This paper has discussed the delivery of manual chest compressions in comparison to mechanical chest compressions and the effectiveness of each for return of spontaneous circulation in the body. Chest compressions are primarily done to achieve return of spontaneous circulation in the body. Manual CPR has been in use for a long time but is associated with fatigue that affects the medical personnel delivering the care and the inconsistency of the compressions which reduces positive outcome and thus means lower chances of survival. Mechanical devices on the other hand do not fatigue and have continuity on the rate of compressions thus enabling positive outcome. Mechanical devices are suggested for chest compressions due to their innovation and designation to counter the limitations of manual chest compressions. From the literature reviewed, both types of compressions still remain imperative and are equally needed in the delivery of emergency cardiac care. Mechanical devices such as the LUCAS device however surpass the requirement of the AHA and will possibly maintain superiority over the manual compression in the medical field in the current era. There still remains a research gap on the factors that surround the use of both manual and mechanical chest compressions as these highly influence the ultimate delivery of quality chest compressions.

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APPENDIX 1: Summary of literature included in this review.

Study design

Key findings

Brooks et al (2014)

To determine the success of mechanical chest compressions in comparison with manual chest compressions with regards to neurological survival in casualties of cardiac arrest

Randomized controlled trials

Analysis of six randomized controlled trials identified through database search

The administration of mechanical chest compressions in the event of cardiac arrest can either result in potential positive outcome or worsen the condition

Tang et al (2015)

To determine the effect of mechanical versus manual chest compressions on resuscitation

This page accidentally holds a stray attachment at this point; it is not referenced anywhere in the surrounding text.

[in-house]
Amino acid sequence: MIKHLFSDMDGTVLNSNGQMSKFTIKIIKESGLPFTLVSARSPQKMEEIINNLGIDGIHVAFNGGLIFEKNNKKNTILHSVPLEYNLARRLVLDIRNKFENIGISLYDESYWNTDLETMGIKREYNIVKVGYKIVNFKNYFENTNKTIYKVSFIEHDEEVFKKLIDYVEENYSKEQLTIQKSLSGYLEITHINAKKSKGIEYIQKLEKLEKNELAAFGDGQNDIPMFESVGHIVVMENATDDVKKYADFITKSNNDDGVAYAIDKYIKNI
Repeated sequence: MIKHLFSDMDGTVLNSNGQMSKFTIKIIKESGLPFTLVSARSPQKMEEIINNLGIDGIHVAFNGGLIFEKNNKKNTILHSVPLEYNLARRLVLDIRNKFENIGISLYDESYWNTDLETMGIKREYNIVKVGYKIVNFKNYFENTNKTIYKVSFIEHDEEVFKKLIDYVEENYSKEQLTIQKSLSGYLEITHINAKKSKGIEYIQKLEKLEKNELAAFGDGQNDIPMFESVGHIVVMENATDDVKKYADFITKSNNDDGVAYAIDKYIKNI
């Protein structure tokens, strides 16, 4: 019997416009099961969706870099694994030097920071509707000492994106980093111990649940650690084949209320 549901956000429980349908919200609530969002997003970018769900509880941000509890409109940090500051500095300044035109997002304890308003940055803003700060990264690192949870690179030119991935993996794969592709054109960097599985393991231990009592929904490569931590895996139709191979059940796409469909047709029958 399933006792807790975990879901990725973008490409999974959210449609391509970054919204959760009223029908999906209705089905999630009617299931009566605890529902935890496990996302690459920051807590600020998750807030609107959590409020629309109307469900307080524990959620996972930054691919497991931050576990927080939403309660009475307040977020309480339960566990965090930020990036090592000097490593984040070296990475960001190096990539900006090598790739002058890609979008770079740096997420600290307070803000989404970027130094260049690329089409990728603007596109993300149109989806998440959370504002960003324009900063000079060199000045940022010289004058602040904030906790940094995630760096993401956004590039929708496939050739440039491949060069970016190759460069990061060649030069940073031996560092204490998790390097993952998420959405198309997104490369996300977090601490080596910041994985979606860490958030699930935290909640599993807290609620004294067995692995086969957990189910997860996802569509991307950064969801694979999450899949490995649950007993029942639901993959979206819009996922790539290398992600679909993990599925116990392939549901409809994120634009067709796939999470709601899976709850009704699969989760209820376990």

outcomes in OHCA


Analysis of 5 randomized control trials identified through database search

Survival with positive outcome on the neurological system, ROSC, to hospital admission and discharge in the long term based on delivery of mechanical compressions is no better than in manual compressions

Li et al (2016)

To weigh the use of mechanical chest compression devices against manual chest compression during cardiac arrest with regards survival outcomes in the short term and functioning of the neurological system.

Systematic review and meta-analysis

Analysis of human prospective controlled studies of adult CA through systematic database search and analysis of 9 outside hospital; and 3 inside hospital studies

The achievement of ROSC with manual CPR is easier than with mechanical devices for chest compressions

Fox et al (2013)

To compare the performance of standard and technical manual

CPR by an expert versus mechanical CPR (LUCAS) while on transit in an ambulance

Simulation study

Comparison of performance of two experienced human rescuers using an eight minute cardiac resuscitation situation with the performance of

The LUCAS CPR device provides a dependent option that can be used instead of manual CPR in an ambulance on transit during

emergency evacuation